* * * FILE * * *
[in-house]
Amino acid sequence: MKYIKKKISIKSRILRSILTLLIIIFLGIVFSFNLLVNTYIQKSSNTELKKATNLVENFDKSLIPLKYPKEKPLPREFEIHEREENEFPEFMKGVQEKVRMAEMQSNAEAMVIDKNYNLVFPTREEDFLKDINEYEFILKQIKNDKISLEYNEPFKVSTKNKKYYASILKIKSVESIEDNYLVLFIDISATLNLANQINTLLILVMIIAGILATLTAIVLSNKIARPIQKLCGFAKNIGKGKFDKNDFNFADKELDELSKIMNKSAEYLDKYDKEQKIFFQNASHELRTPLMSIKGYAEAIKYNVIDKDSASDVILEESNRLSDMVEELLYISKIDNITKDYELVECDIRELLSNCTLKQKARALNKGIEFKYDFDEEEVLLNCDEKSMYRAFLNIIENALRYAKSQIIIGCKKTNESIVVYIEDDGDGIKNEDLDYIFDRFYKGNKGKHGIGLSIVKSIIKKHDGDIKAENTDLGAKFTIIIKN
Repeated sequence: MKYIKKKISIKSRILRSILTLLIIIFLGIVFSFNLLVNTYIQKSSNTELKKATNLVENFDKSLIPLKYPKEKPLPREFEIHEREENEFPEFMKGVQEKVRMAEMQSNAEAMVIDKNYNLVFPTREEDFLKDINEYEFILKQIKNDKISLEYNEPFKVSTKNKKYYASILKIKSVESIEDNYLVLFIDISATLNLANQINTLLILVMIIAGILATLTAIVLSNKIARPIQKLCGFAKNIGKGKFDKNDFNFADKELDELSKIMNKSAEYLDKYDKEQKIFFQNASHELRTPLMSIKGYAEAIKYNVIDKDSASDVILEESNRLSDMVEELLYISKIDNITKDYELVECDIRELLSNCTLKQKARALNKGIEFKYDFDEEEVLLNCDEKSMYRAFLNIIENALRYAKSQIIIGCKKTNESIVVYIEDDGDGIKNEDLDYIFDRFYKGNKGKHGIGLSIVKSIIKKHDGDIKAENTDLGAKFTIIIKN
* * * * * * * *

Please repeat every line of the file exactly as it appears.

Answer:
[in-house]
Amino acid sequence: MKYIKKKISIKSRILRSILTLLIIIFLGIVFSFNLLVNTYIQKSSNTELKKATNLVENFDKSLIPLKYPKEKPLPREFEIHEREENEFPEFMKGVQEKVRMAEMQSNAEAMVIDKNYNLVFPTREEDFLKDINEYEFILKQIKNDKISLEYNEPFKVSTKNKKYYASILKIKSVESIEDNYLVLFIDISATLNLANQINTLLILVMIIAGILATLTAIVLSNKIARPIQKLCGFAKNIGKGKFDKNDFNFADKELDELSKIMNKSAEYLDKYDKEQKIFFQNASHELRTPLMSIKGYAEAIKYNVIDKDSASDVILEESNRLSDMVEELLYISKIDNITKDYELVECDIRELLSNCTLKQKARALNKGIEFKYDFDEEEVLLNCDEKSMYRAFLNIIENALRYAKSQIIIGCKKTNESIVVYIEDDGDGIKNEDLDYIFDRFYKGNKGKHGIGLSIVKSIIKKHDGDIKAENTDLGAKFTIIIKN
Repeated sequence: MKYIKKKISIKSRILRSILTLLIIIFLGIVFSFNLLVNTYIQKSSNTELKKATNLVENFDKSLIPLKYPKEKPLPREFEIHEREENEFPEFMKGVQEKVRMAEMQSNAEAMVIDKNYNLVFPTREEDFLKDINEYEFILKQIKNDKISLEYNEPFKVSTKNKKYYASILKIKSVESIEDNYLVLFIDISATLNLANQINTLLILVMIIAGILATLTAIVLSNKIARPIQKLCGFAKNIGKGKFDKNDFNFADKELDELSKIMNKSAEYLDKYDKEQKIFFQNASHELRTPLMSIKGYAEAIKYNVIDKDSASDVILEESNRLSDMVEELLYISKIDNITKDYELVECDIRELLSNCTLKQKARALNKGIEFKYDFDEEEVLLNCDEKSMYRAFLNIIENALRYAKSQIIIGCKKTNESIVVYIEDDGDGIKNEDLDYIFDRFYKGNKGKHGIGLSIVKSIIKKHDGDIKAENTDLGAKFTIIIKN